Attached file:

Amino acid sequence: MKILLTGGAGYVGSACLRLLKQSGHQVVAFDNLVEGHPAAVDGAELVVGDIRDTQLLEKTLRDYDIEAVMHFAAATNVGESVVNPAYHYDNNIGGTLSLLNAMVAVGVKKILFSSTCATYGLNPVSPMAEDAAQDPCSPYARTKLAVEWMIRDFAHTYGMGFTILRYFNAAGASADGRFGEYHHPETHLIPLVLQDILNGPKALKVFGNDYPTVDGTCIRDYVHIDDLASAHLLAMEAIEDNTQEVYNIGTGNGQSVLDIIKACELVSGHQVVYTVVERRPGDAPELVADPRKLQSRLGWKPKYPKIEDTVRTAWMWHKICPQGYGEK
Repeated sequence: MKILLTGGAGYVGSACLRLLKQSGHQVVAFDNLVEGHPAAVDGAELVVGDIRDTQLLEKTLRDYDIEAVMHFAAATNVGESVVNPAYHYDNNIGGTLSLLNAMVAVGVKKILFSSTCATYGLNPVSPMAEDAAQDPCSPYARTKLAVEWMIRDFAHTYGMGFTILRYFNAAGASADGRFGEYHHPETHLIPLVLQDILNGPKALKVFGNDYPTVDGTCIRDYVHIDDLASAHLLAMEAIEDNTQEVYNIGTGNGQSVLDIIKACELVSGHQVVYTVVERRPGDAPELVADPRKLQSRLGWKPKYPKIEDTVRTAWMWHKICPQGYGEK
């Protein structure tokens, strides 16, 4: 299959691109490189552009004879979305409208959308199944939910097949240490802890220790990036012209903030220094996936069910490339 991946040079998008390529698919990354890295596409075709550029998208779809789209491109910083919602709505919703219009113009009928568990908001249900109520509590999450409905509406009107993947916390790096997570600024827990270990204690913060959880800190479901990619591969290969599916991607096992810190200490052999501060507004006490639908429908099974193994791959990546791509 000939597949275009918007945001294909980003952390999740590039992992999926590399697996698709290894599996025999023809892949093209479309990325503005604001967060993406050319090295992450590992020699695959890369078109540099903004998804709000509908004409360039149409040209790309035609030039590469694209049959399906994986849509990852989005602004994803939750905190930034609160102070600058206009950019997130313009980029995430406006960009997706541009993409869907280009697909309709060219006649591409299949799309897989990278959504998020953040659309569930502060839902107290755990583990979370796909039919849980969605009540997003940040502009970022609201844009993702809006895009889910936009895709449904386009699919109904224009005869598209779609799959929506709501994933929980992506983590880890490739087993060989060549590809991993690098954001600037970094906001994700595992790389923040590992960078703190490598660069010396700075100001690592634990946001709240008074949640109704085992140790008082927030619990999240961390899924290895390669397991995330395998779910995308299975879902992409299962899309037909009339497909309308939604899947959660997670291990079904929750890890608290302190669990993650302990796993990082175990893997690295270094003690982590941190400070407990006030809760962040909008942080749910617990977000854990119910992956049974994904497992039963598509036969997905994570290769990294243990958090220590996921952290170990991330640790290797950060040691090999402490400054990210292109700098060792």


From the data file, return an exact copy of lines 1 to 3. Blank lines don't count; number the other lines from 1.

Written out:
Amino acid sequence: MKILLTGGAGYVGSACLRLLKQSGHQVVAFDNLVEGHPAAVDGAELVVGDIRDTQLLEKTLRDYDIEAVMHFAAATNVGESVVNPAYHYDNNIGGTLSLLNAMVAVGVKKILFSSTCATYGLNPVSPMAEDAAQDPCSPYARTKLAVEWMIRDFAHTYGMGFTILRYFNAAGASADGRFGEYHHPETHLIPLVLQDILNGPKALKVFGNDYPTVDGTCIRDYVHIDDLASAHLLAMEAIEDNTQEVYNIGTGNGQSVLDIIKACELVSGHQVVYTVVERRPGDAPELVADPRKLQSRLGWKPKYPKIEDTVRTAWMWHKICPQGYGEK
Repeated sequence: MKILLTGGAGYVGSACLRLLKQSGHQVVAFDNLVEGHPAAVDGAELVVGDIRDTQLLEKTLRDYDIEAVMHFAAATNVGESVVNPAYHYDNNIGGTLSLLNAMVAVGVKKILFSSTCATYGLNPVSPMAEDAAQDPCSPYARTKLAVEWMIRDFAHTYGMGFTILRYFNAAGASADGRFGEYHHPETHLIPLVLQDILNGPKALKVFGNDYPTVDGTCIRDYVHIDDLASAHLLAMEAIEDNTQEVYNIGTGNGQSVLDIIKACELVSGHQVVYTVVERRPGDAPELVADPRKLQSRLGWKPKYPKIEDTVRTAWMWHKICPQGYGEK
């Protein structure tokens, strides 16, 4: 299959691109490189552009004879979305409208959308199944939910097949240490802890220790990036012209903030220094996936069910490339 991946040079998008390529698919990354890295596409075709550029998208779809789209491109910083919602709505919703219009113009009928568990908001249900109520509590999450409905509406009107993947916390790096997570600024827990270990204690913060959880800190479901990619591969290969599916991607096992810190200490052999501060507004006490639908429908099974193994791959990546791509 000939597949275009918007945001294909980003952390999740590039992992999926590399697996698709290894599996025999023809892949093209479309990325503005604001967060993406050319090295992450590992020699695959890369078109540099903004998804709000509908004409360039149409040209790309035609030039590469694209049959399906994986849509990852989005602004994803939750905190930034609160102070600058206009950019997130313009980029995430406006960009997706541009993409869907280009697909309709060219006649591409299949799309897989990278959504998020953040659309569930502060839902107290755990583990979370796909039919849980969605009540997003940040502009970022609201844009993702809006895009889910936009895709449904386009699919109904224009005869598209779609799959929506709501994933929980992506983590880890490739087993060989060549590809991993690098954001600037970094906001994700595992790389923040590992960078703190490598660069010396700075100001690592634990946001709240008074949640109704085992140790008082927030619990999240961390899924290895390669397991995330395998779910995308299975879902992409299962899309037909009339497909309308939604899947959660997670291990079904929750890890608290302190669990993650302990796993990082175990893997690295270094003690982590941190400070407990006030809760962040909008942080749910617990977000854990119910992956049974994904497992039963598509036969997905994570290769990294243990958090220590996921952290170990991330640790290797950060040691090999402490400054990210292109700098060792």